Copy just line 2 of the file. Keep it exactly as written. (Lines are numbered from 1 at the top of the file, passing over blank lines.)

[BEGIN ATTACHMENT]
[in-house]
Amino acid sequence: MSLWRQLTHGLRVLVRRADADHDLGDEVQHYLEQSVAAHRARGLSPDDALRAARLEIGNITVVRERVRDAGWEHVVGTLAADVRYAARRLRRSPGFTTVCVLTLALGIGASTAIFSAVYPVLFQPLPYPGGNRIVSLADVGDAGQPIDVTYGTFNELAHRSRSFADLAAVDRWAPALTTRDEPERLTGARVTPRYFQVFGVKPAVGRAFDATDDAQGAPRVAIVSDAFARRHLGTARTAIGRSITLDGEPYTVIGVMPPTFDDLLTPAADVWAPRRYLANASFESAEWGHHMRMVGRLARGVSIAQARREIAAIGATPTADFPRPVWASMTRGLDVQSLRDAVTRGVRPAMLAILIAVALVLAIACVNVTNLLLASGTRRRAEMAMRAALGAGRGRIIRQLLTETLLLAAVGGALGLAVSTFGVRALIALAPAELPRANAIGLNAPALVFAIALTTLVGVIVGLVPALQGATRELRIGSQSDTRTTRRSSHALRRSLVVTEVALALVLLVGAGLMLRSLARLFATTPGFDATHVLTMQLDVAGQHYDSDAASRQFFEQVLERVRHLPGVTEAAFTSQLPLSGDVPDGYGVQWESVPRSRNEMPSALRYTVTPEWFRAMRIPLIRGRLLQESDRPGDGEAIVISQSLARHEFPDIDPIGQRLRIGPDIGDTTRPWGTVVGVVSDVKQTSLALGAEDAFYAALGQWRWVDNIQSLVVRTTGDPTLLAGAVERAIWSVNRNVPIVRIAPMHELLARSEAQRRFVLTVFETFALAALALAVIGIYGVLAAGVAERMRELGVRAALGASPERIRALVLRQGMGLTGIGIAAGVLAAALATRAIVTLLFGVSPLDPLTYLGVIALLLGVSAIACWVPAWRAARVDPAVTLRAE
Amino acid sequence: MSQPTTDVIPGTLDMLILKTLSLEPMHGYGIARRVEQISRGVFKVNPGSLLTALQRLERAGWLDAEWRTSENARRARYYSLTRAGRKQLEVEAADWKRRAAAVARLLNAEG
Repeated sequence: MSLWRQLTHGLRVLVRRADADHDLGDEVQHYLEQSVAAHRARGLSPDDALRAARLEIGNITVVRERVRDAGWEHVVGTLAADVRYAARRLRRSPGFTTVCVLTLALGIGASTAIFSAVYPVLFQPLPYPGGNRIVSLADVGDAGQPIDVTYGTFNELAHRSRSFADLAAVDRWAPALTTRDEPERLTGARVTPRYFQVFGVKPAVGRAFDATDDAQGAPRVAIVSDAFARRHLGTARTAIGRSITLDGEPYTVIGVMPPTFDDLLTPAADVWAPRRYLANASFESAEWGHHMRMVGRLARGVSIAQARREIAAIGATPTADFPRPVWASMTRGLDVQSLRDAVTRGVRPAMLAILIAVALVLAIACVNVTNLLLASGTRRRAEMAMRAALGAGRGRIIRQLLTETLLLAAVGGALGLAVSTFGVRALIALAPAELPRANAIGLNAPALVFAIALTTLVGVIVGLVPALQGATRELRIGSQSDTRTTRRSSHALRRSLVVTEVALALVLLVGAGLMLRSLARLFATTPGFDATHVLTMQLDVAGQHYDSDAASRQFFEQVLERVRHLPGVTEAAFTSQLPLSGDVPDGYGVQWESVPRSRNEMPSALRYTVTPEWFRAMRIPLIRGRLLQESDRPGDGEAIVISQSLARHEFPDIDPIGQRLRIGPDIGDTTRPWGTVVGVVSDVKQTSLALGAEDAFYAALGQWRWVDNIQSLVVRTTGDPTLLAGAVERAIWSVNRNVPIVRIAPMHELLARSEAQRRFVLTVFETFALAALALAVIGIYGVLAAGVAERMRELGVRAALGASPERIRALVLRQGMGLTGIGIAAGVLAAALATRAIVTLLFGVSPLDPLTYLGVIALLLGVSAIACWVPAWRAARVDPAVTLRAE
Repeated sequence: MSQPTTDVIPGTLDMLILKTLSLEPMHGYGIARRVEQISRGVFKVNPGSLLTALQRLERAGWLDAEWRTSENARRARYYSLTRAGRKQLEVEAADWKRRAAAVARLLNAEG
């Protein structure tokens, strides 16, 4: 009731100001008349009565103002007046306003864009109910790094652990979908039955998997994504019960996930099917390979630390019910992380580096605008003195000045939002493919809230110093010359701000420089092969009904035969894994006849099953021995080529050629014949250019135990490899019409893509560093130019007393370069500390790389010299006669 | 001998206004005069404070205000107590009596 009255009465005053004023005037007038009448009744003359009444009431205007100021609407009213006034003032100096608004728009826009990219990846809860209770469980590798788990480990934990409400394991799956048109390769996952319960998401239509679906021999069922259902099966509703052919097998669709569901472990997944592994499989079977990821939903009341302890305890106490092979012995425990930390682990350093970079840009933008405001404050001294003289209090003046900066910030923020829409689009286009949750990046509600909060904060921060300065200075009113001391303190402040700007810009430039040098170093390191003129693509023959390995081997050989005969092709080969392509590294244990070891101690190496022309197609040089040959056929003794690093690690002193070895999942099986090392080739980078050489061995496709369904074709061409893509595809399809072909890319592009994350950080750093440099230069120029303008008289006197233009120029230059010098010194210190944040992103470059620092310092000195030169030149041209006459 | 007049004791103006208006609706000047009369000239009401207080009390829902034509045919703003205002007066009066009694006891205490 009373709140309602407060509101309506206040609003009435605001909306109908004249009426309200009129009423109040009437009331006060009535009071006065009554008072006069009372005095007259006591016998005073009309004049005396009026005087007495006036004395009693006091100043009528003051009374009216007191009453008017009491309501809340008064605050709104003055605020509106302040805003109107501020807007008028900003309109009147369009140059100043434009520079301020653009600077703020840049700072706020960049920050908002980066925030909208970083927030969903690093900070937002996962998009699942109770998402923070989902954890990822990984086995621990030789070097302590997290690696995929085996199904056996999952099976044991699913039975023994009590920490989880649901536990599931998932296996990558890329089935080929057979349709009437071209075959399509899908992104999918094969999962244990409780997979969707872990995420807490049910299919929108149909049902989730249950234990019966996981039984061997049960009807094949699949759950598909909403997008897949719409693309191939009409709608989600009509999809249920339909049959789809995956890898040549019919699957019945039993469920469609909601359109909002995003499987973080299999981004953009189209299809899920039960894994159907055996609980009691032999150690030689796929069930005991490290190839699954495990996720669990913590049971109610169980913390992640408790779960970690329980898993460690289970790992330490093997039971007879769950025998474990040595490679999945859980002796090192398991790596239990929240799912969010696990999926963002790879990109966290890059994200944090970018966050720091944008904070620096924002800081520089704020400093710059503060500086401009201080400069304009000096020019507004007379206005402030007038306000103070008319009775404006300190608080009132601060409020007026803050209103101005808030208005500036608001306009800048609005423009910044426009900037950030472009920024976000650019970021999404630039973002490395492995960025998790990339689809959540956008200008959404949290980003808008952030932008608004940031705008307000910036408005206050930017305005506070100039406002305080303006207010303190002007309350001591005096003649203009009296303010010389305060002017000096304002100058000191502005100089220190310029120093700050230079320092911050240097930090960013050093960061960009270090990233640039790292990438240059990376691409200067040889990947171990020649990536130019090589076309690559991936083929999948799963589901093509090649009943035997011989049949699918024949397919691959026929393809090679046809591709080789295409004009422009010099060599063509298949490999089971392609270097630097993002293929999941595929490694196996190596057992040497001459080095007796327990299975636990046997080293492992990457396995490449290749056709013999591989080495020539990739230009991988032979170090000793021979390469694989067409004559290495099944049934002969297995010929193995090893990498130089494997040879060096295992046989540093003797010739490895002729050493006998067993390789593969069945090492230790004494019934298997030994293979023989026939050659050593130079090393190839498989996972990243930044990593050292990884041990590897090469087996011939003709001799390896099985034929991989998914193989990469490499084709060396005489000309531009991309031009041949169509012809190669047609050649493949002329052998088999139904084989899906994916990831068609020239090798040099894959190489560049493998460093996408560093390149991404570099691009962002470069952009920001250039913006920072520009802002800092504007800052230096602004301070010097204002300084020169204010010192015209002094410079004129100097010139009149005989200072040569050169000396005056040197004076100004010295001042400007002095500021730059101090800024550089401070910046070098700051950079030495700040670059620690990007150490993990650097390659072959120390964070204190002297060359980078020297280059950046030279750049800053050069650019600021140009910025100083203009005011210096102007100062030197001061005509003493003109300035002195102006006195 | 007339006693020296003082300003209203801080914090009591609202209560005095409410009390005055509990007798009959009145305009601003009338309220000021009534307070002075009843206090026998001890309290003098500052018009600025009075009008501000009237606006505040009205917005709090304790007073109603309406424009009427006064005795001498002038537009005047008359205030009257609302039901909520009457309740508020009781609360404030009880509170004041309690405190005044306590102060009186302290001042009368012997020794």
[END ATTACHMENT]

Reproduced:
Amino acid sequence: MSLWRQLTHGLRVLVRRADADHDLGDEVQHYLEQSVAAHRARGLSPDDALRAARLEIGNITVVRERVRDAGWEHVVGTLAADVRYAARRLRRSPGFTTVCVLTLALGIGASTAIFSAVYPVLFQPLPYPGGNRIVSLADVGDAGQPIDVTYGTFNELAHRSRSFADLAAVDRWAPALTTRDEPERLTGARVTPRYFQVFGVKPAVGRAFDATDDAQGAPRVAIVSDAFARRHLGTARTAIGRSITLDGEPYTVIGVMPPTFDDLLTPAADVWAPRRYLANASFESAEWGHHMRMVGRLARGVSIAQARREIAAIGATPTADFPRPVWASMTRGLDVQSLRDAVTRGVRPAMLAILIAVALVLAIACVNVTNLLLASGTRRRAEMAMRAALGAGRGRIIRQLLTETLLLAAVGGALGLAVSTFGVRALIALAPAELPRANAIGLNAPALVFAIALTTLVGVIVGLVPALQGATRELRIGSQSDTRTTRRSSHALRRSLVVTEVALALVLLVGAGLMLRSLARLFATTPGFDATHVLTMQLDVAGQHYDSDAASRQFFEQVLERVRHLPGVTEAAFTSQLPLSGDVPDGYGVQWESVPRSRNEMPSALRYTVTPEWFRAMRIPLIRGRLLQESDRPGDGEAIVISQSLARHEFPDIDPIGQRLRIGPDIGDTTRPWGTVVGVVSDVKQTSLALGAEDAFYAALGQWRWVDNIQSLVVRTTGDPTLLAGAVERAIWSVNRNVPIVRIAPMHELLARSEAQRRFVLTVFETFALAALALAVIGIYGVLAAGVAERMRELGVRAALGASPERIRALVLRQGMGLTGIGIAAGVLAAALATRAIVTLLFGVSPLDPLTYLGVIALLLGVSAIACWVPAWRAARVDPAVTLRAE